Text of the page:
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Is it possible to force the UI thread, to stop waiting for the task(s) to finish, update a UI control via Dispatcher, and then have the UI revert back to waiting for the task(s) to complete?

Ive just tried the following code, but its not working as it appears the

UpdatePB(int NewValue) 

method is being executed by the non UI thread.

using System;
using System.Collections.Generic;
using System.ComponentModel;
using System.Data;
using System.Drawing;
using System.Linq;
using System.Text;
using System.Windows.Forms;
using System.Threading.Tasks;
using System.Threading;
using System.Windows.Threading;
using System.Windows.Threading;

namespace UpdateControlViaDispatcherUITaskWaitAll
{
    public partial class Form1 : Form
    {
        public Form1()
        {
            InitializeComponent();
        }

        public void UpdatePB(int NewValue)
        {
            pb1.Value = NewValue;
        }


        private void btn1_Click(object sender, EventArgs e)
        {
            Task tk = Task.Factory.StartNew(() =>
            {
                Worker();
            });
            tk.Wait();
        }

        public void Worker()
        {
            int currentValue = 0;

            for (int i = 0; i < 100; i++)
            {
                currentValue = i;

                Dispatcher.CurrentDispatcher.Invoke(new Action(() =>
                {
                    UpdatePB(currentValue);
                }));


                Thread.Sleep(1000);
            }
        }
    }
}
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1  
Why are you sleeping for 1 second? –  Daniel Kelley Jan 16 '13 at 12:37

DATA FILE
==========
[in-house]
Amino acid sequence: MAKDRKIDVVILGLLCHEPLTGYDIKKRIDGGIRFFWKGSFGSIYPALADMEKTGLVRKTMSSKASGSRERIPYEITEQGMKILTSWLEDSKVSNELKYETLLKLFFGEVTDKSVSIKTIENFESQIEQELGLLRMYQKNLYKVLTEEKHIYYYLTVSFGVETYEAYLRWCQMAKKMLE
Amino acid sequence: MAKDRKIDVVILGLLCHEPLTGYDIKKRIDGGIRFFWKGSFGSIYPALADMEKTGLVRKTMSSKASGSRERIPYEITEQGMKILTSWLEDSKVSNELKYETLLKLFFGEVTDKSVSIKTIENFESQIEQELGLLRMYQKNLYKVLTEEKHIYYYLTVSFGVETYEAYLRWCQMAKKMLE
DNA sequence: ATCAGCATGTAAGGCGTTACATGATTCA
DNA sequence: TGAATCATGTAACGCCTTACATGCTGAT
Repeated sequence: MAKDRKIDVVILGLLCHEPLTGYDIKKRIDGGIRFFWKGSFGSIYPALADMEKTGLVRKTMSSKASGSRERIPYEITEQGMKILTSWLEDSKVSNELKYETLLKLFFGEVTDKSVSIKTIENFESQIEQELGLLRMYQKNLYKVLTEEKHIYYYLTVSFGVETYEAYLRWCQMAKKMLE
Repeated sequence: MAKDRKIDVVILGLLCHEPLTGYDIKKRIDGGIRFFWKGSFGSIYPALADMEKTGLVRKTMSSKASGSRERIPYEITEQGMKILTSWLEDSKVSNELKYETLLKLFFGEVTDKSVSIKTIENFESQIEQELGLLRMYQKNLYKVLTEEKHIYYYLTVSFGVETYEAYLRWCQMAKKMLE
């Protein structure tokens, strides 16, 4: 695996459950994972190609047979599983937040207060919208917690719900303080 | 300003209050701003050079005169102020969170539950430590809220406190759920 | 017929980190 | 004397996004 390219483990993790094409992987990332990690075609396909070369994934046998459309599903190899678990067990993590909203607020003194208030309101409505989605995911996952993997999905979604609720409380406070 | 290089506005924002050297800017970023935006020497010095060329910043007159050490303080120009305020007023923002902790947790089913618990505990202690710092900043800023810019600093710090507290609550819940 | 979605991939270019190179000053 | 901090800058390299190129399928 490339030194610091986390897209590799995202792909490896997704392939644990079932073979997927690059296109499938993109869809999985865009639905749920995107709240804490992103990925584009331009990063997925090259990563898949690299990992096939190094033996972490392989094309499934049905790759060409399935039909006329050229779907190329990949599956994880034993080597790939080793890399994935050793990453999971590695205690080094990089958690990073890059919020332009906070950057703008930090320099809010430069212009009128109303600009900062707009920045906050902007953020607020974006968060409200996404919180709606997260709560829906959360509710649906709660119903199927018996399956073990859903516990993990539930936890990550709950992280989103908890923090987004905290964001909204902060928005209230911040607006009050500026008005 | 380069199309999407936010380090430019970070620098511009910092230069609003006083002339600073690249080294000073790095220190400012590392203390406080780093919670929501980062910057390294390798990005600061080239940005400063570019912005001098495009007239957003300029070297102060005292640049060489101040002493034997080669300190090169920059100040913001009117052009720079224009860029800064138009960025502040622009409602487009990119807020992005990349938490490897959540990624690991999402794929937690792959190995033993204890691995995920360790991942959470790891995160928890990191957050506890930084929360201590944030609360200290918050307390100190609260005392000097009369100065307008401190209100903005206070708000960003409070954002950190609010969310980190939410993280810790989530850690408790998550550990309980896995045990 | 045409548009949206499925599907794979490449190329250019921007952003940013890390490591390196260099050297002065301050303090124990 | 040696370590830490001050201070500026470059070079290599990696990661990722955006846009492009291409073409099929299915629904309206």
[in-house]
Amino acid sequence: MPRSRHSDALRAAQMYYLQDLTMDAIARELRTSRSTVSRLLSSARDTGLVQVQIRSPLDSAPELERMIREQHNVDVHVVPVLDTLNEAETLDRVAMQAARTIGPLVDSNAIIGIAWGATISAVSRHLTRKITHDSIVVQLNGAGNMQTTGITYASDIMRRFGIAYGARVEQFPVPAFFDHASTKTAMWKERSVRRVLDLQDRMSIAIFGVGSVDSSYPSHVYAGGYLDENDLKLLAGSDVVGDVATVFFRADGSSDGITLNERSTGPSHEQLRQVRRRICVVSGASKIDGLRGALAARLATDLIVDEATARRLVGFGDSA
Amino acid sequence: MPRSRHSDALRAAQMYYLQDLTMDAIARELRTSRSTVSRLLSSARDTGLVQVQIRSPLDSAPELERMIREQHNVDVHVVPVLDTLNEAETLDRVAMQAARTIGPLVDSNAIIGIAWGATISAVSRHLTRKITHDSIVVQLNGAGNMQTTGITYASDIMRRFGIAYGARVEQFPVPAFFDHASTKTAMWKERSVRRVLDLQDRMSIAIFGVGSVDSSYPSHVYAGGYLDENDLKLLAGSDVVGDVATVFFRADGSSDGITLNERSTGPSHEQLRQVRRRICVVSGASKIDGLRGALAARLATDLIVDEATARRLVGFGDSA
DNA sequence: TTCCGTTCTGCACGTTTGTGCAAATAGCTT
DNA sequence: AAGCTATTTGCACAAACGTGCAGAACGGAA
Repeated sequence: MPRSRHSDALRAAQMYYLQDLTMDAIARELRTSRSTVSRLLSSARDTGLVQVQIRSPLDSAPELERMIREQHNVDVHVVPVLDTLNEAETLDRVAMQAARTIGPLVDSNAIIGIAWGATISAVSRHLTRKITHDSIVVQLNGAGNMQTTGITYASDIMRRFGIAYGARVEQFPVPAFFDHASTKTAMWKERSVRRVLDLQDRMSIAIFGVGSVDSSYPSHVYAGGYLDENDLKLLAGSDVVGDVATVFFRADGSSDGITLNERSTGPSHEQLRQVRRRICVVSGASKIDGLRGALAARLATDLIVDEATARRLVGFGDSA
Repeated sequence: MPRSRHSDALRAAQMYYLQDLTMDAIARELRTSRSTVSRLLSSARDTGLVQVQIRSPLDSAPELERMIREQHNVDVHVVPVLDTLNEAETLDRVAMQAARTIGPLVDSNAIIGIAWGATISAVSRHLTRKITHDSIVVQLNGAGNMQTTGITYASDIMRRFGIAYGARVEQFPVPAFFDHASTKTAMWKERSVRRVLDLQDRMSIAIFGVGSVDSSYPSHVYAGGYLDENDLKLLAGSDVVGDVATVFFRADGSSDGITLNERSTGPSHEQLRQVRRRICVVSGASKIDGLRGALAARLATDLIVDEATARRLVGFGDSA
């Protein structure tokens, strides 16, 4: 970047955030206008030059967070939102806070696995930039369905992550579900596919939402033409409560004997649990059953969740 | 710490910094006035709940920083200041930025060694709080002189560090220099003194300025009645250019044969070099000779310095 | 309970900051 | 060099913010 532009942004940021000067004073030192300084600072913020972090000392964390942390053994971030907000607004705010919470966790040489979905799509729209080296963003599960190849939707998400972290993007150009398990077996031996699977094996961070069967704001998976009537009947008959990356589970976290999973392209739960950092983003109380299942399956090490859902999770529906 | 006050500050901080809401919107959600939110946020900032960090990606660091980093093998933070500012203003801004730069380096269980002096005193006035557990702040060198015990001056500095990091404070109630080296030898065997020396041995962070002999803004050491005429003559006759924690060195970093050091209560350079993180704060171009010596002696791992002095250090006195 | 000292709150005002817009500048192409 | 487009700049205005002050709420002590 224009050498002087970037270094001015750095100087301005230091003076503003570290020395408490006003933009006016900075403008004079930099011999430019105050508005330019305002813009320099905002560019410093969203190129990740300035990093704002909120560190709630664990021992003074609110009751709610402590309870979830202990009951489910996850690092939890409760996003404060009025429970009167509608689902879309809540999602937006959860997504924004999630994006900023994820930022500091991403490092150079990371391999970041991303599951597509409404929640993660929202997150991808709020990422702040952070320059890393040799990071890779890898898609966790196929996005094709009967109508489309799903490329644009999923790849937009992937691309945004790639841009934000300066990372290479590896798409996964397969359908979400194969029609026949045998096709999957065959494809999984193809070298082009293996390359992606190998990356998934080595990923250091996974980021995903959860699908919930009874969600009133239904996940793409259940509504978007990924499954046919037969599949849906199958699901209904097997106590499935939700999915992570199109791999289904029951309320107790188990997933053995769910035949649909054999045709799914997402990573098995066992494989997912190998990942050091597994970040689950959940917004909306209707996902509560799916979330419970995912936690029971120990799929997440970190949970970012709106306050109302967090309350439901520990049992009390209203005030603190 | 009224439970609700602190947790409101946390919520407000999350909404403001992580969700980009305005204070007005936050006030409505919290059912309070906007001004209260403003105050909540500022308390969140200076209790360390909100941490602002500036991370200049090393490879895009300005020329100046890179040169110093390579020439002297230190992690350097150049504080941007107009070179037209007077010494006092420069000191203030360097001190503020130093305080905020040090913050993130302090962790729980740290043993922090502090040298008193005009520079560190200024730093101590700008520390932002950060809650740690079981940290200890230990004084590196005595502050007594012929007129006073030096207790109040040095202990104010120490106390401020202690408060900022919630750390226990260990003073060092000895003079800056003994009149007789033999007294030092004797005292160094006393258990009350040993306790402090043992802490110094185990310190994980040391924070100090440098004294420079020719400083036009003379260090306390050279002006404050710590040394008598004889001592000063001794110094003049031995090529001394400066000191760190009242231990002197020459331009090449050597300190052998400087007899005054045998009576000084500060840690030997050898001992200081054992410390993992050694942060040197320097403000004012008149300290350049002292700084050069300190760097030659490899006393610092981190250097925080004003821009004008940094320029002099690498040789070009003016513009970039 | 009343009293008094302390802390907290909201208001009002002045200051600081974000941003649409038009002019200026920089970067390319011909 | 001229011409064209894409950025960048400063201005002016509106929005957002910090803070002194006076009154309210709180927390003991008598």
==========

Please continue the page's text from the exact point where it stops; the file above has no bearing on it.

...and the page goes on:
1  
Right. You shouldn't consider the UI thread as waiting for tasks to finish, you should consider it as busy. It just happens to be busy sleeping. :) From the perspective of your task, that's the same thing as a something that you would classify as "busy". Make sure the UI thread isn't busy. It shouldn't be. –  hvd Jan 16 '13 at 13:40
    
DanielKelley: Just so i could see a clear gap when stepping through the code. @hvd So basically its not possible then without creating another thread first, which would then wait for all subsequent tasks to finish? –  Hans Rudel Jan 16 '13 at 14:06
    
I'm confused, I thought Dispatcher was used by WPF, not Winforms. It works with Winforms too? –  svick Jan 16 '13 at 14:14
1  
Application.Current.Dispatcher isn't used by winforms. In winforms the dispatcher is reachable on any UI element. –  Baboon Jan 16 '13 at 14:31
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2 Answers 2

WPF Dispatcher has task queue of DispatcherOperation, so when you call tk.Wait(); it blocks Dispatcher thread until tk finishes. You haven't ability to pause this waiting and resume again, but only cancel DispatcherOperation. But in your case I assume you better disable button (or whole window) and enable it when tk finishes. So you should consider asynchronous waiting for tk to complete.

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Avoid blocking the UI thread:

private void Button_Click(object sender, RoutedEventArgs e)
{
    Task.Factory
        .StartNew(this.Worker)
        .ContinueWith(this.OnWorkerCompleted);
}

public void Worker()
{
    Dispatcher.Invoke(new Action(() =>
    {
        btn1.IsEnabled = false;
    }));
    // your stuff here...
}

private void OnWorkerCompleted(Task obj)
{
    Dispatcher.Invoke(new Action(() =>
    {
        btn1.IsEnabled = true;
    }));
}

Try to minimize calls to Dispatcher and also try using BackgroundWorker which supports automatic syncronization between background thread and UI thread with ProgressChanged and RunWorkerComplete events.

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